Lisa Leslie

Photo taken by , 2010

The four-time Olympic gold medal winner and two time women’s NBA champion was and the first to score 6,000 career points. Not satisfied with her domination in the sporting world, Lisa Leslie began taking business classes in the off-season of 2006. Three years later, when she retired at the age of 37, she also obtained an MBA from the University of Phoenix.

Her desire to become a businesswoman goes back to the very start of her career when she first began earning significant sums of money. She told : “I thought, 'I need to go back to school and figure out more of a business perspective of what I'm doing and how I should invest my money.'"

Off the basketball court, Lisa Leslie has been working as a sports commentator for NBC, ABC and Fox Sports Net since obtaining her MBA and is also a part-owner of the Los Angeles Sparks. Today, she is worth US$5 million.

Tim Cook

Photo taken by , January 2009

After graduating from Duke University with an MBA in 1988, Tim Cook worked at Intelligent Electronics for a while and later became Vice President for Corporate Materials at Compaq. However, he left the company for Apple in 1998, after Steve Jobs offered him the role of chief operating officer. Apple was a struggling company at the time and, in his at Auburn University, Cook stressed that in leaving Compaq for Apple, he took a leap of faith.

He said: “Any purely rational consideration of cost and benefits lined up in Compaq's favor, and the people who knew me best advised me to stay at Compaq...No more than five minutes into my initial interview with Steve, I wanted to throw caution and logic to the wind and join Apple. My intuition already knew that joining Apple was a once in a lifetime opportunity to work for the creative genius, and to be on the executive team that could resurrect a great American company." This goal has been well and truly achieved. In 2017, Apple came third on the Fortune 500 list, with profits nearing the mark.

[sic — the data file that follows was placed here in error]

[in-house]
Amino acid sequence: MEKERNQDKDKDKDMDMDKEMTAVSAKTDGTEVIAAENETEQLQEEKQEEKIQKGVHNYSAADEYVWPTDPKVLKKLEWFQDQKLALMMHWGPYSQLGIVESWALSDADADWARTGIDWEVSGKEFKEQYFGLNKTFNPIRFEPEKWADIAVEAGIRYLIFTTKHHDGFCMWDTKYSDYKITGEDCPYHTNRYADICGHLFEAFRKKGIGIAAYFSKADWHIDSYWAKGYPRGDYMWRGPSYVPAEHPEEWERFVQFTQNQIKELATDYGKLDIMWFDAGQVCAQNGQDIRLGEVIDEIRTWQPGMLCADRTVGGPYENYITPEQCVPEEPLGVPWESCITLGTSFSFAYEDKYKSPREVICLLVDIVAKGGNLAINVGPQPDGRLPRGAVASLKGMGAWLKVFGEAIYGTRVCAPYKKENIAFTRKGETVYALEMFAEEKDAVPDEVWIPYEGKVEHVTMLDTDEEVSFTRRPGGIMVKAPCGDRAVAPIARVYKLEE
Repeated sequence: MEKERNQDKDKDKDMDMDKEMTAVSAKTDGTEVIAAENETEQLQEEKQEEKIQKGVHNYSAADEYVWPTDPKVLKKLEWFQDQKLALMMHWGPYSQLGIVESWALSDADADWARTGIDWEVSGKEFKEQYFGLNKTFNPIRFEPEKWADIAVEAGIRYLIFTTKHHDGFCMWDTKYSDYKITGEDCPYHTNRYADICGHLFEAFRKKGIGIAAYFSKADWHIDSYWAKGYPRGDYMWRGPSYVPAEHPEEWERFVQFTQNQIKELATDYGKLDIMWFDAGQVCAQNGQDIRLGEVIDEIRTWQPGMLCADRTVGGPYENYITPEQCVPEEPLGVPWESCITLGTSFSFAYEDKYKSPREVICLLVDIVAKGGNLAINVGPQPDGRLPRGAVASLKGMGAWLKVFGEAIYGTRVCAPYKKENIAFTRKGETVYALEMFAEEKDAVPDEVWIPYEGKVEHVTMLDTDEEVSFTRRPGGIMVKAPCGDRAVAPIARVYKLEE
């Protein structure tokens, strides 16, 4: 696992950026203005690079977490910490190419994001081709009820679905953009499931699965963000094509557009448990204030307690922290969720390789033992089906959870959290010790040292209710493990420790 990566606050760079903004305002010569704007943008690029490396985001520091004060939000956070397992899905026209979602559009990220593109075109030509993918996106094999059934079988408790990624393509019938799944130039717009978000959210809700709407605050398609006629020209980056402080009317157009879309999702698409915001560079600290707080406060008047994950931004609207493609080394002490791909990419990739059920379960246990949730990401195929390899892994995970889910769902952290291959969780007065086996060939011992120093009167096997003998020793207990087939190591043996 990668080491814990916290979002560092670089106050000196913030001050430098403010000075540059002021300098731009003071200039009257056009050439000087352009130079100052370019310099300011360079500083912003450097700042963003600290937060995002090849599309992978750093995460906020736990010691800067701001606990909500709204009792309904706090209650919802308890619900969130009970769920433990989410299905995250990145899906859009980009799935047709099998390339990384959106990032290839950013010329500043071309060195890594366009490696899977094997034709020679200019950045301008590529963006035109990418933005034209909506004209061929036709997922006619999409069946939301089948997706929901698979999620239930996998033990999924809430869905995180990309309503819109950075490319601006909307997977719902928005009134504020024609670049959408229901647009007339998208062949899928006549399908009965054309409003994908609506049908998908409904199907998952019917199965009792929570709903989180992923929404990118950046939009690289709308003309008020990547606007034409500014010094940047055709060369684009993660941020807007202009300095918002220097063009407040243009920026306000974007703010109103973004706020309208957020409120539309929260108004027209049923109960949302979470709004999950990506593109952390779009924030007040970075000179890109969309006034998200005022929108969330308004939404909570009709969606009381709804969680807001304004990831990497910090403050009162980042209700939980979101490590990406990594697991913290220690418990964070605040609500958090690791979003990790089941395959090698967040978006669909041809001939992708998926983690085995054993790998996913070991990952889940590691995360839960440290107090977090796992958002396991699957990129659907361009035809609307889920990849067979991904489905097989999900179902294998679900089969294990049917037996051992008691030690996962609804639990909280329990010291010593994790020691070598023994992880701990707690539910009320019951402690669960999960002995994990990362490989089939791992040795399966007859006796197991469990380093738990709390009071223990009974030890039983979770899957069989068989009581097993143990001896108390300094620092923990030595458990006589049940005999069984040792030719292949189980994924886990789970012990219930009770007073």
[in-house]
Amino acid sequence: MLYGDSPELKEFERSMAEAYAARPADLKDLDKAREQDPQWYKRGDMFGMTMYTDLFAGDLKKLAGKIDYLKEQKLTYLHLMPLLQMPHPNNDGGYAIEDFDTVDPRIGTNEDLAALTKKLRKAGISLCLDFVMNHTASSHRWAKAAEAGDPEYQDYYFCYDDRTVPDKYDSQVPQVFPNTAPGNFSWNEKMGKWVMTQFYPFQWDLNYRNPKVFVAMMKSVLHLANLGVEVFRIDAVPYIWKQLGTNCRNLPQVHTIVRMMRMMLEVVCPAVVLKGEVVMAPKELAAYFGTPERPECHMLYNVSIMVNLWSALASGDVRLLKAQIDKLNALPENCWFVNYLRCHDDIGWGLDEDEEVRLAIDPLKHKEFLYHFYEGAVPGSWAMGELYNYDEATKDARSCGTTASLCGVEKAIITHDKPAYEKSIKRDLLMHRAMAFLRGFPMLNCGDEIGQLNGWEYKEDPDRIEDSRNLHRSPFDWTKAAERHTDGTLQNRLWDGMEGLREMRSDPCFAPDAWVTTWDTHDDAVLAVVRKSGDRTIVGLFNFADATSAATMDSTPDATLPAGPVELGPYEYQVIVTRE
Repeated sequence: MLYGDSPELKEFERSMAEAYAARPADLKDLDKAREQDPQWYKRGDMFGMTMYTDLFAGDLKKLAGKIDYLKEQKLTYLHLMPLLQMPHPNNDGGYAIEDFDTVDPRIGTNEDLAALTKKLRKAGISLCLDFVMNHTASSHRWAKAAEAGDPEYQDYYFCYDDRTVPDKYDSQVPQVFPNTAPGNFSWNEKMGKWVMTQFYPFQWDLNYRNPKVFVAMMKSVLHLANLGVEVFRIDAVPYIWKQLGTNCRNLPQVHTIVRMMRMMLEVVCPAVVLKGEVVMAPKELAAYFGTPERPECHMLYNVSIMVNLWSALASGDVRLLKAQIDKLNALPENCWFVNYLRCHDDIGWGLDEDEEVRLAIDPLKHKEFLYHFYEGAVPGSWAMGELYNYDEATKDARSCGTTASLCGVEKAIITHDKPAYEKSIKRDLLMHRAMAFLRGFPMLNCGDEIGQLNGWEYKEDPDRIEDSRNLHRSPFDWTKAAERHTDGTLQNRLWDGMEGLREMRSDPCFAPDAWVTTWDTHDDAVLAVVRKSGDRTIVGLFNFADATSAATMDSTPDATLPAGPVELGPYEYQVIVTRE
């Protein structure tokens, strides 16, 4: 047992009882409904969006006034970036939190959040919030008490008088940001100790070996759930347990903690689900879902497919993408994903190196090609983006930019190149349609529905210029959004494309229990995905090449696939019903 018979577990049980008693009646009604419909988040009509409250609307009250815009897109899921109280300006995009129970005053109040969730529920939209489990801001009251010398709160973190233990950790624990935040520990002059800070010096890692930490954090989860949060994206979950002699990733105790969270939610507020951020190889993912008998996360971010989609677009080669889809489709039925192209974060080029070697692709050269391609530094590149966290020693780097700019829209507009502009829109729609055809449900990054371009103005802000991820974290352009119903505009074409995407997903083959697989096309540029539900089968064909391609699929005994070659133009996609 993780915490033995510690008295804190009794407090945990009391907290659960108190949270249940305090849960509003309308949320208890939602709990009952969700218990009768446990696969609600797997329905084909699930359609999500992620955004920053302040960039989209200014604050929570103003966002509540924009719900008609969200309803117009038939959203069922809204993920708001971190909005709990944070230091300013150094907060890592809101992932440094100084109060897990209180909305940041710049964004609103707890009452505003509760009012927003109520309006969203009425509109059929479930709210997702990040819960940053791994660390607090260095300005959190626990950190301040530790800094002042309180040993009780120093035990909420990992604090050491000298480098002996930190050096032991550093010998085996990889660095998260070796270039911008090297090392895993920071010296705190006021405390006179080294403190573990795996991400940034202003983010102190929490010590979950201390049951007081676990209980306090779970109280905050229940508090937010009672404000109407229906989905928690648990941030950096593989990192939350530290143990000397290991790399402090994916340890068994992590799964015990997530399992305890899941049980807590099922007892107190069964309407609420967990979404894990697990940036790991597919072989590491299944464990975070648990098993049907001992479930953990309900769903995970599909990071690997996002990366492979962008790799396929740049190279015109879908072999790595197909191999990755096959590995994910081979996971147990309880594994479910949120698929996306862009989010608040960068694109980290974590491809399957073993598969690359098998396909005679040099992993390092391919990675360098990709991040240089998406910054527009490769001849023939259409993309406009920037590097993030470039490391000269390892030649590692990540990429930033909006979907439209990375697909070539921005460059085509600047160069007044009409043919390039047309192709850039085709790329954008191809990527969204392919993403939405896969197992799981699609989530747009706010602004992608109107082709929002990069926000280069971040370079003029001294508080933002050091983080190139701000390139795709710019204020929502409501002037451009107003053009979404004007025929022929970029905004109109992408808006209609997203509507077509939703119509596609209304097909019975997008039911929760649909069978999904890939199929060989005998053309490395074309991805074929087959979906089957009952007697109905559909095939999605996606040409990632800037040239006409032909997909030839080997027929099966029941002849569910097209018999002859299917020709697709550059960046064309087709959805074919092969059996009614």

Mary T. Barra

, 2014

It’s hard not to feel inspired by the rags to riches success story of Mary T. Barra, the Michigan-born daughter of a bookkeeper and a machinist who worked her way to the top of a Fortune 500 company. Barra joined General Motors at the age of 18 and held a variety of roles in the company while pursuing a degree in engineering from Kettering University (then known as the General Motors Institute) and an MBA from Stanford University under a General Motors fellowship.

Believe it or not, being the first female CEO of General Motors, a business worth US$58.22 billion, is the least of her accomplishments: she pushed GM to develop the Chevy Bolt EV, the first electric car to achieve a range of 200 miles. What does she see as her next challenge?

How will you make a mark on the world like these five famous faces? A degree from the could give you the business training and s you need to realize your dreams.